UPDATE: In December 2016, Pernod Ricard purchased a majority stake in Smooth Ambler.
100 proof; at least 10 years old
$49.99 suggested retail price/750ml
The story: Smooth Ambler Spirits is a distillery and bottler in Greenbrier County, West Virginia. In addition to distilling gin and vodka, they also source bourbons and ryes, meaning they blend them from barrels they’ve bought from other producers, cut them to the desired proof and bottle them. They are also currently aging bourbon of their own making. As an introduction, Smooth Ambler kindly sent me a bottle each of Old Scout Ten and Stillhouse Collection Barrel-Aged Gin for review, along with some of the grains used to make many of their in-house spirits, a box of bourbon balls made with Old Scout Bourbon by West Virginia company Holl’s Chocolate, and a couple of Smooth Ambler party cups carrying Faulkner’s observation that “Civilization begins with distillation.” Today I’ll review the bourbon.
The aroma: Lots of corn and sweetness, fairly light – not much alcohol burn.
The flavor: The corn continues to dominate, along with some caramel and vanilla notes; the rye kicks in mid-palate with a burst of mint, but it’s never overpowering. The finish is short and rather dry, carrying some tannin from the oak and residual mint.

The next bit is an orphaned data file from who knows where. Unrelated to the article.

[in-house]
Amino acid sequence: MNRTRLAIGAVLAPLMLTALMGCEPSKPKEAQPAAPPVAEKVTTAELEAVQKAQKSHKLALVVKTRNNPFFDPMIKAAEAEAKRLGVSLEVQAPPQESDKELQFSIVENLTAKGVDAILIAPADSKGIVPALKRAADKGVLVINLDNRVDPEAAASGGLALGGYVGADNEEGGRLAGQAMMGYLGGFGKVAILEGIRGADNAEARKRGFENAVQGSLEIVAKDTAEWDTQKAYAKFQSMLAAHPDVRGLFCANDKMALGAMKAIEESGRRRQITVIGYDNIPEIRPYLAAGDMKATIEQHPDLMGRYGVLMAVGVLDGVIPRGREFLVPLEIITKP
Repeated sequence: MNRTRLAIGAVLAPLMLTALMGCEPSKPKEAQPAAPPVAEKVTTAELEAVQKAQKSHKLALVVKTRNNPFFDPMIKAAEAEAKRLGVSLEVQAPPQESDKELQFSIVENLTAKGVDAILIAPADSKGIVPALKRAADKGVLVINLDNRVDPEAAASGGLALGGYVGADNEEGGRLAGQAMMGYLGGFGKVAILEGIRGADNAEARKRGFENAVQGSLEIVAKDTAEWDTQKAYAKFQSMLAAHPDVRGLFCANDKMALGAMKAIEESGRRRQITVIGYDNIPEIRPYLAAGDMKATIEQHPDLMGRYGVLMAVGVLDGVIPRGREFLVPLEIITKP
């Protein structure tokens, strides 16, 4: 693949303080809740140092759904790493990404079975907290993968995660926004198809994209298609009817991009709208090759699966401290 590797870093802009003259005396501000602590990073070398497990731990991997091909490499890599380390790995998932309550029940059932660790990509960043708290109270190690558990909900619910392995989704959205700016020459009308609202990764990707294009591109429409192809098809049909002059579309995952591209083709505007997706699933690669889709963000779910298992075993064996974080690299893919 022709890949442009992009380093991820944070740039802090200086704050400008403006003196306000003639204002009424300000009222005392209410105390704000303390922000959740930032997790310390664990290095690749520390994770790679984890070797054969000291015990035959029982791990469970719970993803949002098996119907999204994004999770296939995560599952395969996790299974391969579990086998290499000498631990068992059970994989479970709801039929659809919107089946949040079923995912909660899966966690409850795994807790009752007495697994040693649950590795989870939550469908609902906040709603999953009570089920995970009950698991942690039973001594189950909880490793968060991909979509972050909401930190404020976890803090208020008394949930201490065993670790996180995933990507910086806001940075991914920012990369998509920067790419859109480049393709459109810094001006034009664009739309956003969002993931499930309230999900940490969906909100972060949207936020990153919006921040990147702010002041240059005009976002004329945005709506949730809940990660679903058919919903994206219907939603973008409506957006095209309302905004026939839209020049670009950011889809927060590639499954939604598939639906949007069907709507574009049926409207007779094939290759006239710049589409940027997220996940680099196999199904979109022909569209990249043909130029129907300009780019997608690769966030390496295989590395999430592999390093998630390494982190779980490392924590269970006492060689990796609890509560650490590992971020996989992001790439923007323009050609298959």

The verdict: This is a light, easy-sipping bourbon with a fresh, sweet flavor profile; I wouldn’t have guessed that it was 10 years old (and since it’s a blend, some of it may be even older). While it didn’t strike me as terribly complex at first, I found that a second pour after the bottle had been opened for a day or two revealed a few more layers. I will put in an unreserved plug for the Holl’s bourbon balls: Blended with caramel, they were different from any other bourbon balls I’ve had, and filled with buttery goodness. Find them on the Smooth Ambler website here.